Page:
|Materials||Waldorf classrooms are filled with all natural materials and children are encouraged to create their own toys, learning materials, and textbooks. No plastic toys/materials, or popular culture references are allowed within the class or school.||All of the learning materials in the Montessori schoolroom were designed by Maria Montessori for a specific academic purpose.The Montessori method is multisensory and uses uniquely designed sensory materials for different subjects.|
|Society||A high goal in Waldorf schools is to give students a sense of ethics and to produce individuals who can impart meaning into their lives and contribute to the greater good of society.||A high goal in Montessori is to nurture the child’s understanding of life processes and awareness of the world and society around them, so they can develop their own values.|
|Social||The development of the young child in the social realm is as important as any other academic learning. The teacher plays a key role in orchestrating how this happens.||The development of self-discipline in the young child is key along with encouraging cooperation and respect with other, varied-age classroom children.|
|Individuality||Waldorf teachers believe children come into the world with unique personalities and gifts. The teacher’s role is to get to know the child, respect their nature, and guide and inspire them to reach their full potential.||Montessori teachers believe children discover their gifts through intellectual and personal freedom.The teacher’s role is to respect the unique individuality of the child and allow their nature and will to freely emerge.|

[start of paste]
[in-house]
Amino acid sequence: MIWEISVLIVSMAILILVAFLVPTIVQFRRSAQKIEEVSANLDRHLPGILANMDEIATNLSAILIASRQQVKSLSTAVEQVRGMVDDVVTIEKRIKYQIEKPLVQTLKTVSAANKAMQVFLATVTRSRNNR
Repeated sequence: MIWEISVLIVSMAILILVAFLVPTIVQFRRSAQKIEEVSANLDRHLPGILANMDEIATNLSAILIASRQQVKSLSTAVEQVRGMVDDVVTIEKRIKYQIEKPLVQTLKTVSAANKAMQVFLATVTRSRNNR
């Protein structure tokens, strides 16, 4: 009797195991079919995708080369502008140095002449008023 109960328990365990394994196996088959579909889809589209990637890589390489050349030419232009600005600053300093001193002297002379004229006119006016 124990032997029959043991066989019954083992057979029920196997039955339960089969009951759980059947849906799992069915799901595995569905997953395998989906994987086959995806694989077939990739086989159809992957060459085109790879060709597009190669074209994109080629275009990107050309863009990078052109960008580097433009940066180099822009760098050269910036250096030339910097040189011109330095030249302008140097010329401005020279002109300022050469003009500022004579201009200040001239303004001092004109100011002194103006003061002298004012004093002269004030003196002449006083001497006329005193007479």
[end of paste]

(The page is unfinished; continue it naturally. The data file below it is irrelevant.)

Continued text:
There is a great quote from the education blog, Education Japan, saying this about each of these educational models: “One thing is clear… Each brings a high level of love and caring and a path through childhood vitally needed by children today. Both of these paths are brilliant, full of compassion, and honoring of the child.”
We agree. But which is right for your child is up to you and your family. We encourage you to tour a Waldorf school while class is in session to experience Waldorf education first hand. Learn More HERE if you’d like to visit Spring Garden Waldorf of Northeast Ohio.
Susan Mayclin Stephenson http://www.michaelolaf.net/MONTESSORI%20and%20WALDORF.html
Home school Reosurce http://alisaterry.blogspot.com/2010/12/montessori-versus-waldorf-education.html
Education Bug http://www.educationbug.org/a/montessori-vs-waldorf.html
Our Parent / Child classes offer a warm, enriching environment for children ages 18 months to 4 years old. Parents are nearby to observe and interact as their children are guided through the morning by the gentle rhythm of circle time, creative play, snack and story time.
Parents are encouraged to discuss child development and parenting issues with our experienced Waldorf teacher.
Sessions are once a week from 9:00 – 11:00 a.m. for 7 weeks
On Thursdays, Jan 31 – Mar 14
On Fridays, Feb 1 – Mar 15
On Saturdays, Feb 2 – Mar 16